Thousands of kids in Alberta are one big step closer to being protected from COVID-19.
As of Friday, Alberta Health said there have been 62,739 pediatric appointments booked in the province.
Friday was also the first day of vaccine distribution for kids. Alberta Health said 6,301 kids were booked to got the shot.
In Edmonton, 10-year-old Alexander said he was excited to get his first dose of the vaccine.
“It means I am a lot safer from COVID and I can have more fun now,” he said, smiling. “I was playing on my dad’s phone [when I got the shot]…so distraction was my technique to not think about the needle.
Five-year-old Freya got a special gift to commemorate the day.
“[My mom said] that it’s important to get your shot, which it is. That’s why she gave us a present,” said Freya said, holding up her gift.
Freya’s dad, Trevor Sieben said his family will continue to be cautious until his children are fully vaccinated.
“We can start to feel more comfortable going out. Still masked and taking precautions until we know things are a little bit more handled,” he said. “But we can move a little more easily through the world.”
It’s recommended that kids wait eight weeks between doses, according to health experts.
“We’ve been waiting for this for quite a while. I’m grateful for everyone who helped us get to this place. Our kids can feel more normal,” Sieben said. “It’s a super big sigh of relief. Eight weeks from Friday, we will be back here.”
Pfizer’s clinical trial data showed the vaccine had a 91 per cent efficacy against COVID-19 in children aged 5-11. Of the 3,100 children vaccinated as part of the trials, there were no reports of myocarditis, pericarditis or serious allergic reaction.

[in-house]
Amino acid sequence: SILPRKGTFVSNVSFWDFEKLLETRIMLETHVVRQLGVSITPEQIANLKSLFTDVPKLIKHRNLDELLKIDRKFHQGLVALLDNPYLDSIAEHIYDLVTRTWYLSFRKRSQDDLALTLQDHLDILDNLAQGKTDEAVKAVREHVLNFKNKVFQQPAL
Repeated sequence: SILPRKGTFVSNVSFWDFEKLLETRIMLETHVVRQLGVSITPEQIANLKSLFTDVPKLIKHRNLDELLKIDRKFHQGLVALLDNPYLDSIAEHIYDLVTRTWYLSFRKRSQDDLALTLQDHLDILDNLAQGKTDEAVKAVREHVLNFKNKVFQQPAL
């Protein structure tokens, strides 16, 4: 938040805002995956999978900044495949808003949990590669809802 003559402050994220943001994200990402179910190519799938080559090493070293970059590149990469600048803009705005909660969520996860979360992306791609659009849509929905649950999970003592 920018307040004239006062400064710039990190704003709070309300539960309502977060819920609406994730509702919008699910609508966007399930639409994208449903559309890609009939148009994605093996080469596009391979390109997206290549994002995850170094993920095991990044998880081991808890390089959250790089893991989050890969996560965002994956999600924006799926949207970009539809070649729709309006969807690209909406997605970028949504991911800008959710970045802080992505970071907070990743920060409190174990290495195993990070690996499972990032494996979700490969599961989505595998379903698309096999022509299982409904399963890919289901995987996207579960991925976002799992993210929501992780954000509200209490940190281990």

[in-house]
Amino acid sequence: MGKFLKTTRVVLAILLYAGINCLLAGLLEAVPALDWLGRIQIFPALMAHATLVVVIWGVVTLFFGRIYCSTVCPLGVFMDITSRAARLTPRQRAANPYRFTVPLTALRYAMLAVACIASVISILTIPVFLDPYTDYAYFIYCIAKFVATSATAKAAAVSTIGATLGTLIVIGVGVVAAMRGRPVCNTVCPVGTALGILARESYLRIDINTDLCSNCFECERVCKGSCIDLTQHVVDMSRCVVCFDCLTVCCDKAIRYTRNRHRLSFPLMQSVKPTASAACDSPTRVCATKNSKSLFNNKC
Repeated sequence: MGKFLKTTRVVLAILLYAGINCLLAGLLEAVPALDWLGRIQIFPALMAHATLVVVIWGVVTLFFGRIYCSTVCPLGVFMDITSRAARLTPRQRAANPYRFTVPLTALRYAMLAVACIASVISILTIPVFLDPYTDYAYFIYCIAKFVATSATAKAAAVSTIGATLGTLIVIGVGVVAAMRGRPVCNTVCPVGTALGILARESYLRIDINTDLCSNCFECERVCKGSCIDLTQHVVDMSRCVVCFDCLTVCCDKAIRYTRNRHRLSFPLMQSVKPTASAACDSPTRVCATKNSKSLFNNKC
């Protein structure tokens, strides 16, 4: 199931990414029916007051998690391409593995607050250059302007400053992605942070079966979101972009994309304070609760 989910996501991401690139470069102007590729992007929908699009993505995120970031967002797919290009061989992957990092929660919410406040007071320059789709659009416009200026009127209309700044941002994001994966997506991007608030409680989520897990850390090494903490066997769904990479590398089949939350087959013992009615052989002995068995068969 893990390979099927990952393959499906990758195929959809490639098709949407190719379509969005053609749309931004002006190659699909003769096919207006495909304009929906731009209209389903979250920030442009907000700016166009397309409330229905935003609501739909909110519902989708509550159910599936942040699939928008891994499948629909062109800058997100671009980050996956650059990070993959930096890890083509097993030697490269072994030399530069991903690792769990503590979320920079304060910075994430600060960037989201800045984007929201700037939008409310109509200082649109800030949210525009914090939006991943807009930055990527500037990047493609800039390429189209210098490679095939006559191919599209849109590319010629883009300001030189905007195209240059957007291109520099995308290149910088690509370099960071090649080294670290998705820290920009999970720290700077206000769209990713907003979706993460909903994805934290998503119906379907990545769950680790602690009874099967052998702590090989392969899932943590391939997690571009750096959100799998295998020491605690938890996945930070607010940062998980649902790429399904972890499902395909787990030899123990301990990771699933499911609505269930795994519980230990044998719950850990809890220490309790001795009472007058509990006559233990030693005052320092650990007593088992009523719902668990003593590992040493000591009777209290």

Seven-year-old Maya said getting her shot means she is on the way to “more fun” and hangouts with her friends — even if it means having to get a needle.
“I don’t really like shots, because they pinch a little and I don’t like pinches,” Maya explained.
“The nurses were great with the kids, making them feel more comfortable,” said Maya’s mom, Amy Chae. “It was awesome.”
Fatima Tokhmafshan is a child health and human development researcher at the Research Institute of McGill University Health Centre. She works as the community and patient engagement and outreach director at the Coronavirus Variants Rapid Response Network.
“It’s very normal to be anxious about any medical intervention,” said Tokhmafshan. “Health is a very, sort of personal thing.”
When bringing your child to get vaccinated, she recommends breaking up the day into three phases.
Phase one is the pre-vaccination. Make sure to discuss it beforehand, but not too early to avoid too much anxiety, and remind them why it’s important.
“It’s very, very important that we do what we can, we use all the tools that we have available to us to curb the transmission,” she said.
Phase two is during the vaccination. Parents should remain calm and plan ahead by bringing a distraction for their kids.
Phase three is post-vaccination. Try and plan a special treat or celebration. This way the child will have a different focus for the day.
“Acknowledge their pain and congratulate them on their bravery for being so brave and going through with it,” said Tokhmafshan. “Remind them of the heroism in the act. Getting vaccinated is just not protecting you, you’re also protecting people around you.”
Over at Exhibition Park in Lethbridge, there was a steady stream of eager parents and kids. Alberta Health told Global News, as of 7:50 a.m. on Friday, there were 396 pediatric vaccine appointments booked for the day in Lethbridge.
Tabatha Beggs got emotional talking about her two daughters, who are seven and nine, getting vaccinated.
“I’m relieved,” she said with a laugh. “It’s been a long time coming. I’ll probably go home and cry, but we’re looking forward to getting back to normal life.”
Nine-year-old Isabella Beggs said she was nervous, but didn’t quite know why. Once inside she was alright and ready to get the jab.
“It doesn’t hurt,” she said. “It’s very quick and easy.”
“It’s just like a little pinch then it’s done,” her seven-year-old sister Savi, added.
Mother of four Janelle Harris said she almost started crying as each kid rolled up their sleeve to do their part. She’s been homeschooling her kids since the start of the pandemic to limit their contact with others.
“I’m so grateful for the nurses and the work that they’re doing,” she said. “We were on the computer at 7:30 in the morning the day that it was available because we’ve been waiting for this day for a long time.”
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